Mián Sádik Alí Khán was placed on the throne, but as

Mián Sádik Alì Khán elected by Mír Abdulláh to be the ruler of Sind.

he was a pious man, he did not feel inclined to engage much in worldly affairs, and so the whole burden of managing the State affairs fell on Mír Abdulláh Khán. The latter tried his best to give satisfaction to the people by having recourse to just measures. He repealed the poll-tax and abolished the giving of presents to rulers, which were in vogue at that time and had much inconvenienced the people. As the fact was proclaimed throughout the province, the people were very glad and felt grateful to the Mír.

After a short time news was received that a large army sent by Bajesing, the Rájah of Jódhpur, was coming from the east to invade Sind, and another sent by Muhammad Nasír Khán of Kalát, with Mián Abdunnabí was marching from the north, joined by the mercenary forces of the Nuhmardís. The Mír summoned his friends for consulta­tion and after some discussion they determined to face the army of Jódhpur and then to meet the Bróhís. Prepara­tions were hurriedly made and on the third day the forces were in motion towards the sandy desert.

When the Balóch forces left Khudábád, Mián Sádik

Défeat of the Jódhpur forces by the Mír.

Alí Khán himself joined them along with Mír Abdulláh Khán, who was the Commander-in-Chief of the same. They passed the waterless desert easily as they had carried their own supply of water with them, and came to a hilly tower, where they found about 100 men armed with golden muskets posted in it. They were Rájahs and Chiefs of the Ráthór tribe, among whom the most promi­nent were Bajesing’s son and son-in-law. On the ground had assembled an innumerable army, who, when they saw the Balôches, flattered themselves with the belief that the latter had been brought to the place by fate never to return alive.

Mír Abdulláh now prepared to make an attack and began to array his army. He himself headed the central division, while he put Mír Fatéh Alí and Mír Suhráb on the two wings. The advance guard was given in charge of the veteran Mír Fatéh Khán, with Mirzó Fakír* and his son Bághah as his assistant, and consisted chiefly of Nizámánís and Jamálís and Lighárís. The kettle drums began to beat, the pípes began to play and war-cries rose in the air. At first the fight went on with guns, subse­quently swords were brought in use. A very severe battle ensued. It was a battle between the Balóches and Rájputs.

At last Mír Fateh Alí Khán gained the upper hand on his side and the Ráthórs were put to flight. Soon they were followed by others, and a general route ensued. In a short time the field was clear of the enemy, who disap­peared leaving a large number of Hindús dead and wounded, together with their heavy baggage. Valuable booty fell into the hands of the victorious Balóches,—tents, earpets, guns, elephants, camels, etc. The solid golden armlets alone, removed from the arms of the dead, were enough to cheer the hearts of the Balóch conquerors.

The conquerors had hardly taken rest when a camelman

Abdunnabí with the Bróhí forces defeated by the Mír at the Chálak Bridge.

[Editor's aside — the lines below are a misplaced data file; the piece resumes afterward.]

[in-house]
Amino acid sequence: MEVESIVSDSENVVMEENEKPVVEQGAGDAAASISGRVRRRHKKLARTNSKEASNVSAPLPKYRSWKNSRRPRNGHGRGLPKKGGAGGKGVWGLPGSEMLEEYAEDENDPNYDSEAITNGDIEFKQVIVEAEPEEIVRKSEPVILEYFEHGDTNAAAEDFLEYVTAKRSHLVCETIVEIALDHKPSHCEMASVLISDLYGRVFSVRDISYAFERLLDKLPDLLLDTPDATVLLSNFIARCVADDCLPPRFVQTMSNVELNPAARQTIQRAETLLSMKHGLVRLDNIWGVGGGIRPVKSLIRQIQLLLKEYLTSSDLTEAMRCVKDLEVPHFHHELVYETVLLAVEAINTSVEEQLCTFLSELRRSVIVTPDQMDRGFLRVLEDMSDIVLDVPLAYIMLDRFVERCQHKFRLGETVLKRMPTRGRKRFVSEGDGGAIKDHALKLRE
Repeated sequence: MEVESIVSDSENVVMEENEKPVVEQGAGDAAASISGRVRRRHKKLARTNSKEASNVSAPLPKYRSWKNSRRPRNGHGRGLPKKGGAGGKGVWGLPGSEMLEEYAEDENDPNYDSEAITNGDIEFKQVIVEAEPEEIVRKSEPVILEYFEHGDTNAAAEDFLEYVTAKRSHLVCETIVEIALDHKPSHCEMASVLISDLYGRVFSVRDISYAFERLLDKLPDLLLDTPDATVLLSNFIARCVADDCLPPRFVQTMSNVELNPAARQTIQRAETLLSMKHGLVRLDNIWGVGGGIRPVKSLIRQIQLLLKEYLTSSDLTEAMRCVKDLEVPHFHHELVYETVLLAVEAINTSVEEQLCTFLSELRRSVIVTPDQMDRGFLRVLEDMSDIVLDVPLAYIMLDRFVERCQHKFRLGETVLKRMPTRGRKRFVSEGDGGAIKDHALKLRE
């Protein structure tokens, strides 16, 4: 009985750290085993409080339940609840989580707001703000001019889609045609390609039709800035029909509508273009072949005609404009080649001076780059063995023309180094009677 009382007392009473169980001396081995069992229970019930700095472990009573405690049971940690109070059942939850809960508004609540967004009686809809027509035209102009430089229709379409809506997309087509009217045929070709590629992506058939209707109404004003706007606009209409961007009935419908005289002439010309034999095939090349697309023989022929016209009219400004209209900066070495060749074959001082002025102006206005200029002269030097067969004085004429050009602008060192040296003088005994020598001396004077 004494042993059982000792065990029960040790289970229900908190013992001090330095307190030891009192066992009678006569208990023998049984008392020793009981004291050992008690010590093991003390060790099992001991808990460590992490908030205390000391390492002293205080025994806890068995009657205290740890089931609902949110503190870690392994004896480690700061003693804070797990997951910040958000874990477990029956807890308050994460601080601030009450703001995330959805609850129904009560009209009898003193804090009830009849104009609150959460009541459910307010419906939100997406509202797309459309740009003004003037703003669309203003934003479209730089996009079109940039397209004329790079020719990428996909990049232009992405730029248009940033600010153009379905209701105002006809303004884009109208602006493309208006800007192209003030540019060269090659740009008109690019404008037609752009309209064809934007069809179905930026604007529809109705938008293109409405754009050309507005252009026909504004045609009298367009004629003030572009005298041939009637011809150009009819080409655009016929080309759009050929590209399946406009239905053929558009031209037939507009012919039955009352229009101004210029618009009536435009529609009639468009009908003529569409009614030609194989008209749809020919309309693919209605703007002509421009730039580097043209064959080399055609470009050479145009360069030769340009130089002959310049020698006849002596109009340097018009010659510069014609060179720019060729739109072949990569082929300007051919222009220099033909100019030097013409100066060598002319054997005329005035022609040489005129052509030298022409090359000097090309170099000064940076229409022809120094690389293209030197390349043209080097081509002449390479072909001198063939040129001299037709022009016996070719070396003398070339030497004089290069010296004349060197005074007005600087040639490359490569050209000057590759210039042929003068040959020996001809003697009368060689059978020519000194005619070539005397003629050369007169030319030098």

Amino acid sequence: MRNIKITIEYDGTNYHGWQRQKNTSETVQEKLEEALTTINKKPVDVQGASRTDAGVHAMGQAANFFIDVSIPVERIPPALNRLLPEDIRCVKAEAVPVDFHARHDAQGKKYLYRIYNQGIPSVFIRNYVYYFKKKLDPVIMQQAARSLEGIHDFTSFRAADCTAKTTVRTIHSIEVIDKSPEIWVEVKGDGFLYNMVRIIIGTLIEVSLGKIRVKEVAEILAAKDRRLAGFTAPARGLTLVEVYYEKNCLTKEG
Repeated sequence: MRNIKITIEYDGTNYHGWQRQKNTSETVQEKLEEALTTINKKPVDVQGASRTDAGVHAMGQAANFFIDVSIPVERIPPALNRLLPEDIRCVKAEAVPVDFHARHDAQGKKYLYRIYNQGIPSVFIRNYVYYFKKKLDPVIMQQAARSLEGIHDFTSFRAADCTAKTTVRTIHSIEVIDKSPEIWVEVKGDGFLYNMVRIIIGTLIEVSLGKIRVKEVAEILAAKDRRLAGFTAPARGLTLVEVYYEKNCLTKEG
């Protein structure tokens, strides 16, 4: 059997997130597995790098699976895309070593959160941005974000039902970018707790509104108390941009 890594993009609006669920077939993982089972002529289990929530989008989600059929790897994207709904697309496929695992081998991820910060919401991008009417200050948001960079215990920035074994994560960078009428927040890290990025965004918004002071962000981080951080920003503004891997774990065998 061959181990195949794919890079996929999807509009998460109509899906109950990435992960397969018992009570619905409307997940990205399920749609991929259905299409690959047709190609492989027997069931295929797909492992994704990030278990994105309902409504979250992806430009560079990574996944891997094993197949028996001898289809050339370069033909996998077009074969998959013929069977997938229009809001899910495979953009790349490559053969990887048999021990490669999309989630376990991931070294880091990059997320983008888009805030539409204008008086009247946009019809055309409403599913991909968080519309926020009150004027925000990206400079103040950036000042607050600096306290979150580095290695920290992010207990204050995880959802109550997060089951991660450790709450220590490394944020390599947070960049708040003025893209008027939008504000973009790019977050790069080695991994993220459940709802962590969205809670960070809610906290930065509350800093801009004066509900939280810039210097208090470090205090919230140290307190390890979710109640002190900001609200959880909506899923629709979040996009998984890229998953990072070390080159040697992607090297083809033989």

brought to their camp a letter from Mír Fateh Alí’s brother Mír Ghulám Alí, informing them that Mián Abdunnabí had arrived as far as Ládkánah with a Boróhí force, that had been given to him by Muhammad Nasír, the Khán of Kalát, under the command of his son-in-law Zarak, on the understanding that the Mìan, when reinstated, would give him, in return, 3 laks of rupees and some part of his country; and that the army had been joined by Mehráb and Dhingánah Jatôís and by the Jhinjans, Khósahs, Nuhmardís and other tribes. When Mír Abdulláh got this news, he did not ungirdle himself. He also required his comrades not to do so either. Without losing time, he started from there in the direction of the enemy whom he met at the bridge of Chálak. There he halted opposite the enemy’s camp, Mían Abdunnabí, believing that the Balóches had arrived there after hard travelling and that they must be exhausted with fatigue, advised his friends to attack them immediately and thus to gain an advantage over them. Hastily therefore they drew up their army in three divisions, the centre being led by Mían Abdunnabí himself with the forces of the Jatóís and the Khósahs, the right wing consisting of the Kalátís or Bróhís under Zarak and the left of Nuhmardís. Seeing the advance of the enemy in the above order, Mír Abdulláh likewise divided his army in three divisions. He made Mían Sádik Alí Khán who had been brought on an elephant to the battle-field, with Mírzó Fakír and his son Bághah, go against Abdunnabí Khán. Mír Fateh Khán with the force of Nizámánís was appointed to fight with the Nuhmardís; while he himself with his cousin Mír Fateh Alí Khán on his right and Mír Suhráb Khán on his left, determined to meet the Bróhís. The battle com­menced with guns. After a brisk contest Mír Fateh Khán’s forces were pushed back. The Mír had received a bullet-wound in the last battle with the Rájpúts and that had more or less disabled him from fighting actively. At the same time Abdunnabí gained the upper hand over the column under Mían Sádik Alí and drove it back. Seeing this state of things Mír Abdulláh re-doubled his courage and called on his cousins to do the same. They left their horses and sword-in-hand made a vigorous attack on the centre of the enemy causing great confusion and killing Zarak Bróhí, Mehrab Jatóí and a number of other veteran soldiers. The result was that the enemy fled in confusion leaving much booty for the Balóches. Once more victorious, the Mían and the Mír returned to Khudábád.